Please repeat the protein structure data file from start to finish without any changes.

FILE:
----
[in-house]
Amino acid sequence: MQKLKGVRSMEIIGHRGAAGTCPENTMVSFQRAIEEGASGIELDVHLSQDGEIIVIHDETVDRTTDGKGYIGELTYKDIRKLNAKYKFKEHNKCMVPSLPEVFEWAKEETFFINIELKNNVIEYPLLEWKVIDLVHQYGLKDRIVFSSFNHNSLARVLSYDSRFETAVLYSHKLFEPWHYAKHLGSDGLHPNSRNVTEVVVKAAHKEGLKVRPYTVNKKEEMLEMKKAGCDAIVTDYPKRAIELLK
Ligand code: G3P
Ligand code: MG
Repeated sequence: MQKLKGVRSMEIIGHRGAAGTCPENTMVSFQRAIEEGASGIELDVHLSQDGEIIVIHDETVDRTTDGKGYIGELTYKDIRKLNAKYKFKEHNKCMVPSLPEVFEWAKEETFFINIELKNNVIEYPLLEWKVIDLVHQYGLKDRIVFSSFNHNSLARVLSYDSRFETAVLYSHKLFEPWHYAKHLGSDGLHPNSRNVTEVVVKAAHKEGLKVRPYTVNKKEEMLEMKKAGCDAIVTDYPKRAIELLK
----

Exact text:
[in-house]
Amino acid sequence: MQKLKGVRSMEIIGHRGAAGTCPENTMVSFQRAIEEGASGIELDVHLSQDGEIIVIHDETVDRTTDGKGYIGELTYKDIRKLNAKYKFKEHNKCMVPSLPEVFEWAKEETFFINIELKNNVIEYPLLEWKVIDLVHQYGLKDRIVFSSFNHNSLARVLSYDSRFETAVLYSHKLFEPWHYAKHLGSDGLHPNSRNVTEVVVKAAHKEGLKVRPYTVNKKEEMLEMKKAGCDAIVTDYPKRAIELLK
Ligand code: G3P
Ligand code: MG
Repeated sequence: MQKLKGVRSMEIIGHRGAAGTCPENTMVSFQRAIEEGASGIELDVHLSQDGEIIVIHDETVDRTTDGKGYIGELTYKDIRKLNAKYKFKEHNKCMVPSLPEVFEWAKEETFFINIELKNNVIEYPLLEWKVIDLVHQYGLKDRIVFSSFNHNSLARVLSYDSRFETAVLYSHKLFEPWHYAKHLGSDGLHPNSRNVTEVVVKAAHKEGLKVRPYTVNKKEEMLEMKKAGCDAIVTDYPKRAIELLK